Questions and Answers

Question: Is it true that you changed your position in the meeting of the heads of the Union of Hesder Yeshiva’s, as was reported in some of the media?

Answer: In general, I did not change my position, however, in one small issue, I did.

Two months ago I wrote that I “recommend not protesting while in the framework of the army,” and now, I join the vast majority of rabbi’s who expressed the position of “opposition to protesting while in the framework of the army.” The reason for this change is due to the fact that, in the meantime, I am still a member of the Union, and it is only fitting that I take into consideration and accept the majority decision, on the condition that the adjustment is not of a fundamental character. For example, if they had decided to criticize the protester’s, I would not have agreed (I will explain this at another opportunity). However, since the change is not fundamental, consideration of the majority opinion is appropriate.

Of course, regarding coercion to transgress prohibitions of the Sabbath, the expulsion of Jews from their homes, or similar issues, I have not changed my opinion, whatsoever. The other rabbi’s also agree fundamentally with this point.

My position not to sign any document under pressure from the authorities has also not changed. At the demand of Minister Barak or the Commander of Human Resources of the I.D.F., I will not agree to voice my opinion. However, I most certainly take into consideration my fellow colleagues and rabbi’s.

As far as meetings with minister’s and I.D.F. officers are concerned, if the meetings are organized in a respectful manner, I am more than happy to meet, as I did with Vice Minister Matan Vilna’i. However, if the meetings are improperly organized, under the heading of ‘summons’ or ‘hearing,’ or with the goal of applying governmental pressure to change a Torah position – I am not willing to meet.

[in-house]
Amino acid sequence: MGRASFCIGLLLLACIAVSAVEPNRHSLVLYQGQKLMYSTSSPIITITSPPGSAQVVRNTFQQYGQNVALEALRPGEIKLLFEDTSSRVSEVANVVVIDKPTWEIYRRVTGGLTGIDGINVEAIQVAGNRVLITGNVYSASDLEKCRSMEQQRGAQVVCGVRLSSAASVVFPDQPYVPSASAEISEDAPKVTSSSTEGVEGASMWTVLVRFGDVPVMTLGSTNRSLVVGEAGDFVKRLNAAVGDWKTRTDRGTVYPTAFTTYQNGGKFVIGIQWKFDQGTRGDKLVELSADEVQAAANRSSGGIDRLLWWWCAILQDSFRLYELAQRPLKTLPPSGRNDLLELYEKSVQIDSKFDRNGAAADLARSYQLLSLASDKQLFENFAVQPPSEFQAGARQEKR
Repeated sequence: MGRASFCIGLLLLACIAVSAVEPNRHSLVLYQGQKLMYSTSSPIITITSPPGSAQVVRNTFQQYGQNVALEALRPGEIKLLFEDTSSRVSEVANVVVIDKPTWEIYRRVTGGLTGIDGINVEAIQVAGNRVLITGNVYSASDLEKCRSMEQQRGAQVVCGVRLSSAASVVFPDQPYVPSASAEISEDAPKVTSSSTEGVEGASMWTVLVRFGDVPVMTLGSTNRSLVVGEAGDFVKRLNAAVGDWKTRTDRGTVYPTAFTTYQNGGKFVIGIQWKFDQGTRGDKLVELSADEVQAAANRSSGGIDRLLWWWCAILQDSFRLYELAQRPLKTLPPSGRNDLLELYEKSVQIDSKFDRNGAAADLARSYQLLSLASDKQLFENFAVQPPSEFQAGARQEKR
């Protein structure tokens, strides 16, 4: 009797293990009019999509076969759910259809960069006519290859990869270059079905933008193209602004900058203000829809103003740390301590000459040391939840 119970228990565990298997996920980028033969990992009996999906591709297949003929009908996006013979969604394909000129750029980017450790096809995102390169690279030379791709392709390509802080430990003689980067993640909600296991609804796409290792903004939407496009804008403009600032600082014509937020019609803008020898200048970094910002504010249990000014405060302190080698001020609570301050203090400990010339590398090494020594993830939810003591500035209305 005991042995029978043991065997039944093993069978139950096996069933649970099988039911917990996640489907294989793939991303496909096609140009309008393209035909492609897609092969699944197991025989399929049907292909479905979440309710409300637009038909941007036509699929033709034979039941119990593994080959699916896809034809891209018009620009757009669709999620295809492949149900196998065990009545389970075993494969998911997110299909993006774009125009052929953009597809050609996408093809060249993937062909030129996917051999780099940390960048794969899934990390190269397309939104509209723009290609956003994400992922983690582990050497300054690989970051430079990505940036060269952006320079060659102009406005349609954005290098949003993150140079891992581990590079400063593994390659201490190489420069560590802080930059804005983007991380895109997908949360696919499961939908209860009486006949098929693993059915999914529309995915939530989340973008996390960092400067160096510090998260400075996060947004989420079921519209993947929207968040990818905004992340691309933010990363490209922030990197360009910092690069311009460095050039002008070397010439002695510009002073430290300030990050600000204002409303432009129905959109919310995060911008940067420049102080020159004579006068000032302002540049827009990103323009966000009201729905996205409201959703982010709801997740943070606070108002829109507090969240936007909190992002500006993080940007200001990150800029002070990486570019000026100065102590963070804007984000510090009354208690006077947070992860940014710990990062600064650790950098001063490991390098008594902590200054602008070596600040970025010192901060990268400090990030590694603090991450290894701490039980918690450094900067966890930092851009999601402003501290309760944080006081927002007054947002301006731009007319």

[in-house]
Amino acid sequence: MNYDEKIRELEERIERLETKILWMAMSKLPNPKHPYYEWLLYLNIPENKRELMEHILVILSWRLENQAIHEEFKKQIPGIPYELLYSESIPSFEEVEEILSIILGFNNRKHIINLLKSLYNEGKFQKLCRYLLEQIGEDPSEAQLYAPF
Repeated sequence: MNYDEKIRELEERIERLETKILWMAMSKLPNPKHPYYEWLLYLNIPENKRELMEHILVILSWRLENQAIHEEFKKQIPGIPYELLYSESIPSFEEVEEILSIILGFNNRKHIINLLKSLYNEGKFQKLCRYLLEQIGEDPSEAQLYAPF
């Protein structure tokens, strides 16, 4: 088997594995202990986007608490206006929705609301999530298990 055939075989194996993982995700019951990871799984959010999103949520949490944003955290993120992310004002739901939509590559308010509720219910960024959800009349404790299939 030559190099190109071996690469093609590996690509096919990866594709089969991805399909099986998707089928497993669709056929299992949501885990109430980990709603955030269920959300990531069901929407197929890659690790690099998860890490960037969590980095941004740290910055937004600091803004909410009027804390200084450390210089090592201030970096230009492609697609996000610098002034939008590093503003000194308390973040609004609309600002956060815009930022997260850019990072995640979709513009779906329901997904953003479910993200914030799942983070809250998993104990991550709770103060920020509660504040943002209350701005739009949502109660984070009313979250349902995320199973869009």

Certainly, I will try my best to continue to fulfill my obligation to publically express my positions with integrity and honesty. This position – that every rabbi is obligated to express his opinions without fear – is also supported by many of the deans of the yeshiva’s. Even so, it must be pointed out that a few of them, including some who serve as directors of the Union, disagreed with certain things I wrote in my column ‘Revivim’. As I see things, it’s fine that there are different opinions and debates, as long as the discussion is businesslike and respectable.

Question: Why didn’t you make your acceptance of the position of the majority of rabbi’s rejecting protests in the army, conditional to having Yeshiva Har Bracha returned to the Hesder agreement?

Answer: On the contrary, I prefer things the way they are, even if the price we have to pay is the discontinuation of the Hesder agreement. It’s not proper to change one’s position in order to receive something from the Minister of Defense; however, it is proper to honor the position of the majority of rabbi’s with whom I share a common framework.

Question: The speaker of the Union of Hesder Yeshiva’s, Rabbi David Stav, said in his statement that it would have been proper for you to have appeared at Minister Barak’s ‘hearing’. Was this part of the decision of the rabbi’s?

Answer: There were those who believed so, however, many rabbi’s supported my position – it seems they were the majority. In any case, there was no decision on this issue, and therefore, the statement of Rabbi Stav was his own words, and not the opinion of the gathering. Either way, even if the majority had decided that I should have gone to the ‘hearing’, I would not have been able to accept their opinion.

Does Money Talk?

Question: Some people are claiming that because of the money your Yeshiva would lose, you submitted to the position of the Union of Hesder rabbi’s, while others say that you feared losing your personal salary.

Answer: The governmental allowance which a Hesder Yeshiva receives is indeed higher than that of a regular Yeshiva, however, the differences are manageable. It is relatively easy to operate a regular, non-Hesder Yeshiva, as can be seen by all the other Yeshivot.

Concerning myself personally, it is totally meaningless, for since its establishment until this day, I have not received a salary from the Yeshiva.

At another opportunity, I will write, b’ezrat Hashem, a few pieces of advice on family budgeting and the importance of giving charity. It seems that one who has a reasonable job and follows the advice of the Sages concerning the giving of charity and living modestly – if he does not encounter unusual troubles – his main problem will be what to do with all his extra money.

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